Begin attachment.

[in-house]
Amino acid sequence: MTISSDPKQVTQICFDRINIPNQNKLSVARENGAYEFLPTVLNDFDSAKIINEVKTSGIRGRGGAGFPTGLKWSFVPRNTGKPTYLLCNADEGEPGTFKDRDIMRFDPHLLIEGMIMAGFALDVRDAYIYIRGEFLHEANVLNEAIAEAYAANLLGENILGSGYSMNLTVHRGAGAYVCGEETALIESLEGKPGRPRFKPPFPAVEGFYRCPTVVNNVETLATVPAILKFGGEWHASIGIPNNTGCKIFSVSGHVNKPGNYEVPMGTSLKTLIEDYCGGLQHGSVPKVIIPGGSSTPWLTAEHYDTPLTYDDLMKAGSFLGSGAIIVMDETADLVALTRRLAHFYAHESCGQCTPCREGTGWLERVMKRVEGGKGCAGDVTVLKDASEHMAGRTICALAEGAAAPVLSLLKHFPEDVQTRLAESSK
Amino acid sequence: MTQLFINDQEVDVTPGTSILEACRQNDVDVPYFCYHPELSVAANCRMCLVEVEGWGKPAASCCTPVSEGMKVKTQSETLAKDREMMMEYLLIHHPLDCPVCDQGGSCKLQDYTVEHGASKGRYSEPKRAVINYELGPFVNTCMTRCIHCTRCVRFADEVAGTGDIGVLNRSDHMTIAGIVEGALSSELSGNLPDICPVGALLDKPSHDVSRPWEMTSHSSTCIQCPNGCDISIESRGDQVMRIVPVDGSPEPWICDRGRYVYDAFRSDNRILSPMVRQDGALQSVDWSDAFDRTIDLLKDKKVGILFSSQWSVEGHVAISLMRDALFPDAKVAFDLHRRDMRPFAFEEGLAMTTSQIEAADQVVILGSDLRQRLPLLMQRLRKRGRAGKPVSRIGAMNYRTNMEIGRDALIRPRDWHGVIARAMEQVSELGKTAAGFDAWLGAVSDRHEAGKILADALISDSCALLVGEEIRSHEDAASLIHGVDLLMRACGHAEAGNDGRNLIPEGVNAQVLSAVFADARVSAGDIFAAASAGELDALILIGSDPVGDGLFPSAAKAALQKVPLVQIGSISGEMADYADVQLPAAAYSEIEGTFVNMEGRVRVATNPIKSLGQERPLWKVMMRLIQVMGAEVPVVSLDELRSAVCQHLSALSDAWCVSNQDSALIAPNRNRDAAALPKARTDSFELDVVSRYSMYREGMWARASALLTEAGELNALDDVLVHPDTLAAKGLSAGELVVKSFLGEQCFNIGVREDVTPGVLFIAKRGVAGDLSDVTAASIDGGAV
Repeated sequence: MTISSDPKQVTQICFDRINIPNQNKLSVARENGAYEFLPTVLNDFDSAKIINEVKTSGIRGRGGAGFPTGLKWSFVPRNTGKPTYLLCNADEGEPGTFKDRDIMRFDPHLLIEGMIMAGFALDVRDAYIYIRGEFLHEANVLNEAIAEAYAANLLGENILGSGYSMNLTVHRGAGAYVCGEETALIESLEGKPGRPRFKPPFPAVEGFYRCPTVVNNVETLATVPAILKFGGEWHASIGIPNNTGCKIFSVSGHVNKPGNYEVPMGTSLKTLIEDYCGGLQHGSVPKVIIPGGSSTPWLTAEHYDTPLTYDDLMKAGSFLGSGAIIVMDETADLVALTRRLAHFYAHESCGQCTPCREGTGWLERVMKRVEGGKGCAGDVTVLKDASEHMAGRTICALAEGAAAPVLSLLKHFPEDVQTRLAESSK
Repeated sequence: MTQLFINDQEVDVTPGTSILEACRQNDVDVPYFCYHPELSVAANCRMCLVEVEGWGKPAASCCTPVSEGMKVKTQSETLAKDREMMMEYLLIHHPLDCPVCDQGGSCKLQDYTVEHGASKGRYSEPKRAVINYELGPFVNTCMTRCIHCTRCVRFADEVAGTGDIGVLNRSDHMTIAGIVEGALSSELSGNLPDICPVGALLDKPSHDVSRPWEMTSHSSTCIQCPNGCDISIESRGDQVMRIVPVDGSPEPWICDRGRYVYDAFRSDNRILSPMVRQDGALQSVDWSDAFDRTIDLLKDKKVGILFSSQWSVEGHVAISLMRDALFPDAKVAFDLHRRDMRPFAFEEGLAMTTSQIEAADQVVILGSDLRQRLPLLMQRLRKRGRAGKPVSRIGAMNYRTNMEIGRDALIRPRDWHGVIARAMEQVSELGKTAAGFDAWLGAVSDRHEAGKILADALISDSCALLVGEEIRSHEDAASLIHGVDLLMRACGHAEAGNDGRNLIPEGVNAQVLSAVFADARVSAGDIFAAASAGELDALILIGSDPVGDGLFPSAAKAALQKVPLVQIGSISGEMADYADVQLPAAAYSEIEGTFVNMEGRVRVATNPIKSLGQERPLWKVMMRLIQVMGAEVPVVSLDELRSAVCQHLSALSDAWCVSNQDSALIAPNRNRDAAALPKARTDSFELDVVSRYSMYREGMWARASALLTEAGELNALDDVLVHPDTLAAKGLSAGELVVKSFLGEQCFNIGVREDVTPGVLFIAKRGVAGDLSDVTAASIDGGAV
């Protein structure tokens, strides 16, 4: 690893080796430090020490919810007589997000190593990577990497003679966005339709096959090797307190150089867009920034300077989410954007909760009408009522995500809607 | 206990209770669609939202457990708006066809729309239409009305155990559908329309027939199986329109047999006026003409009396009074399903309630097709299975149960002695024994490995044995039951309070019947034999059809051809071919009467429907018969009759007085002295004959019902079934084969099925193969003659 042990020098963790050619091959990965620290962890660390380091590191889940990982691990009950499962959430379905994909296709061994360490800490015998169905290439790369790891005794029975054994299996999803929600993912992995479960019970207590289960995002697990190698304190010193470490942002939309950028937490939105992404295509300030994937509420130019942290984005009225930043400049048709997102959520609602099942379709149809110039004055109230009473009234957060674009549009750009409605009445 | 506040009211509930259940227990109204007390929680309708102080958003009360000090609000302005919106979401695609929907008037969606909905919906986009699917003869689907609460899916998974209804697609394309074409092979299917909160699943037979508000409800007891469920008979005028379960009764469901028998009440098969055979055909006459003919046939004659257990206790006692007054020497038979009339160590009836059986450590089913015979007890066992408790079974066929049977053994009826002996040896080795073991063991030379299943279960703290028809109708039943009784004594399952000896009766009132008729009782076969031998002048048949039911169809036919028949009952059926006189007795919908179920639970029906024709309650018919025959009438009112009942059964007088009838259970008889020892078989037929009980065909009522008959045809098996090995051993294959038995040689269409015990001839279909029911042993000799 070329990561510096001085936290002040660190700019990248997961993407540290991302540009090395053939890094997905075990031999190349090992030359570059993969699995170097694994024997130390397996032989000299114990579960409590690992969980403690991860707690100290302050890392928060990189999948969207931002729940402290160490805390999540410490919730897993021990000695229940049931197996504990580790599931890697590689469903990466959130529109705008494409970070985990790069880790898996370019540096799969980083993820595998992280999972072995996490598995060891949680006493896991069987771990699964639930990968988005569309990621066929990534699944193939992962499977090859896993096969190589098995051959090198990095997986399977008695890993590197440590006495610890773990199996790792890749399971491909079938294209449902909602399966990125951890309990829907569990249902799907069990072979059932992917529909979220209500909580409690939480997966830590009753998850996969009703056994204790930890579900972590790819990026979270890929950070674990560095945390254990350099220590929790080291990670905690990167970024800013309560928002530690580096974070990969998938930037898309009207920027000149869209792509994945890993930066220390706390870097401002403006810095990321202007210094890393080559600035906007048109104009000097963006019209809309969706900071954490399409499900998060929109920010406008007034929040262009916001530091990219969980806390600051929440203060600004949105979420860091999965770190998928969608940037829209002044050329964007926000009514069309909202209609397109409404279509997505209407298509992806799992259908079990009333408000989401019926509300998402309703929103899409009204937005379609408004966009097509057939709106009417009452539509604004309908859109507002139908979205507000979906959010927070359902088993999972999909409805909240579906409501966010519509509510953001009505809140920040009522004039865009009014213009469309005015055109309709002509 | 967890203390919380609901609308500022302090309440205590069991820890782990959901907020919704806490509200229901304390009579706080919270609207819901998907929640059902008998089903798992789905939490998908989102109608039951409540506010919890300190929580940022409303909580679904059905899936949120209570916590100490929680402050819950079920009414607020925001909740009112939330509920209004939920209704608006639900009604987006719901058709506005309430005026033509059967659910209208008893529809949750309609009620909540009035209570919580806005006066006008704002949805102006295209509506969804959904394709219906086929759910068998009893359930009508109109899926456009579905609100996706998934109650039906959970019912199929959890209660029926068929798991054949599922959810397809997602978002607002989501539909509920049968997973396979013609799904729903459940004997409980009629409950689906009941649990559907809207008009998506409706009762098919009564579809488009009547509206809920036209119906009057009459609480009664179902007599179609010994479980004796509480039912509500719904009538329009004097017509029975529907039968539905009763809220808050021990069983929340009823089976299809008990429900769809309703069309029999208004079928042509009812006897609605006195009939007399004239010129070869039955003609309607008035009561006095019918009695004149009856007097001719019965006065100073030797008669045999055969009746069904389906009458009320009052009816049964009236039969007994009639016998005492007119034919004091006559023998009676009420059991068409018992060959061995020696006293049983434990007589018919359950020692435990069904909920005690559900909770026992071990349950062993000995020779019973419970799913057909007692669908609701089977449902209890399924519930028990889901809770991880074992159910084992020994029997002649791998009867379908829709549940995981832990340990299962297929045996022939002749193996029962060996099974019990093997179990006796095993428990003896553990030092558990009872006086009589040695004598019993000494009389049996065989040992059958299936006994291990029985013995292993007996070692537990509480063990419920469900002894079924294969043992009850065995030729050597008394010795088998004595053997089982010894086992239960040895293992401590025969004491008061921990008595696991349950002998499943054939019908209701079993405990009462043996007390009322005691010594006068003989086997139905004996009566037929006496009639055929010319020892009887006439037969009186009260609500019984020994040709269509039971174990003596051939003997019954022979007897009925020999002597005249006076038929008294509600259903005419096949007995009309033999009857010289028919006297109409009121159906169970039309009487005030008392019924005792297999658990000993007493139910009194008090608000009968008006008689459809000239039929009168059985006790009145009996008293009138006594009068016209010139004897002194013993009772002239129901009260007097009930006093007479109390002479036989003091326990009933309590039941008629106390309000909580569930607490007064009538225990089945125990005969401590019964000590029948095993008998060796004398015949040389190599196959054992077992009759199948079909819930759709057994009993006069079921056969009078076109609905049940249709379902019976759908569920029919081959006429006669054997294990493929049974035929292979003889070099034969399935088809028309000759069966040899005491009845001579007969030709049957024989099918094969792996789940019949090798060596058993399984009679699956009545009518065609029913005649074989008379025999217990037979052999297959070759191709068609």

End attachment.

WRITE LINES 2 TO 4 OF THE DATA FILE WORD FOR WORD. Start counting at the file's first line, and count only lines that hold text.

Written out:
Amino acid sequence: MTISSDPKQVTQICFDRINIPNQNKLSVARENGAYEFLPTVLNDFDSAKIINEVKTSGIRGRGGAGFPTGLKWSFVPRNTGKPTYLLCNADEGEPGTFKDRDIMRFDPHLLIEGMIMAGFALDVRDAYIYIRGEFLHEANVLNEAIAEAYAANLLGENILGSGYSMNLTVHRGAGAYVCGEETALIESLEGKPGRPRFKPPFPAVEGFYRCPTVVNNVETLATVPAILKFGGEWHASIGIPNNTGCKIFSVSGHVNKPGNYEVPMGTSLKTLIEDYCGGLQHGSVPKVIIPGGSSTPWLTAEHYDTPLTYDDLMKAGSFLGSGAIIVMDETADLVALTRRLAHFYAHESCGQCTPCREGTGWLERVMKRVEGGKGCAGDVTVLKDASEHMAGRTICALAEGAAAPVLSLLKHFPEDVQTRLAESSK
Amino acid sequence: MTQLFINDQEVDVTPGTSILEACRQNDVDVPYFCYHPELSVAANCRMCLVEVEGWGKPAASCCTPVSEGMKVKTQSETLAKDREMMMEYLLIHHPLDCPVCDQGGSCKLQDYTVEHGASKGRYSEPKRAVINYELGPFVNTCMTRCIHCTRCVRFADEVAGTGDIGVLNRSDHMTIAGIVEGALSSELSGNLPDICPVGALLDKPSHDVSRPWEMTSHSSTCIQCPNGCDISIESRGDQVMRIVPVDGSPEPWICDRGRYVYDAFRSDNRILSPMVRQDGALQSVDWSDAFDRTIDLLKDKKVGILFSSQWSVEGHVAISLMRDALFPDAKVAFDLHRRDMRPFAFEEGLAMTTSQIEAADQVVILGSDLRQRLPLLMQRLRKRGRAGKPVSRIGAMNYRTNMEIGRDALIRPRDWHGVIARAMEQVSELGKTAAGFDAWLGAVSDRHEAGKILADALISDSCALLVGEEIRSHEDAASLIHGVDLLMRACGHAEAGNDGRNLIPEGVNAQVLSAVFADARVSAGDIFAAASAGELDALILIGSDPVGDGLFPSAAKAALQKVPLVQIGSISGEMADYADVQLPAAAYSEIEGTFVNMEGRVRVATNPIKSLGQERPLWKVMMRLIQVMGAEVPVVSLDELRSAVCQHLSALSDAWCVSNQDSALIAPNRNRDAAALPKARTDSFELDVVSRYSMYREGMWARASALLTEAGELNALDDVLVHPDTLAAKGLSAGELVVKSFLGEQCFNIGVREDVTPGVLFIAKRGVAGDLSDVTAASIDGGAV
Repeated sequence: MTISSDPKQVTQICFDRINIPNQNKLSVARENGAYEFLPTVLNDFDSAKIINEVKTSGIRGRGGAGFPTGLKWSFVPRNTGKPTYLLCNADEGEPGTFKDRDIMRFDPHLLIEGMIMAGFALDVRDAYIYIRGEFLHEANVLNEAIAEAYAANLLGENILGSGYSMNLTVHRGAGAYVCGEETALIESLEGKPGRPRFKPPFPAVEGFYRCPTVVNNVETLATVPAILKFGGEWHASIGIPNNTGCKIFSVSGHVNKPGNYEVPMGTSLKTLIEDYCGGLQHGSVPKVIIPGGSSTPWLTAEHYDTPLTYDDLMKAGSFLGSGAIIVMDETADLVALTRRLAHFYAHESCGQCTPCREGTGWLERVMKRVEGGKGCAGDVTVLKDASEHMAGRTICALAEGAAAPVLSLLKHFPEDVQTRLAESSK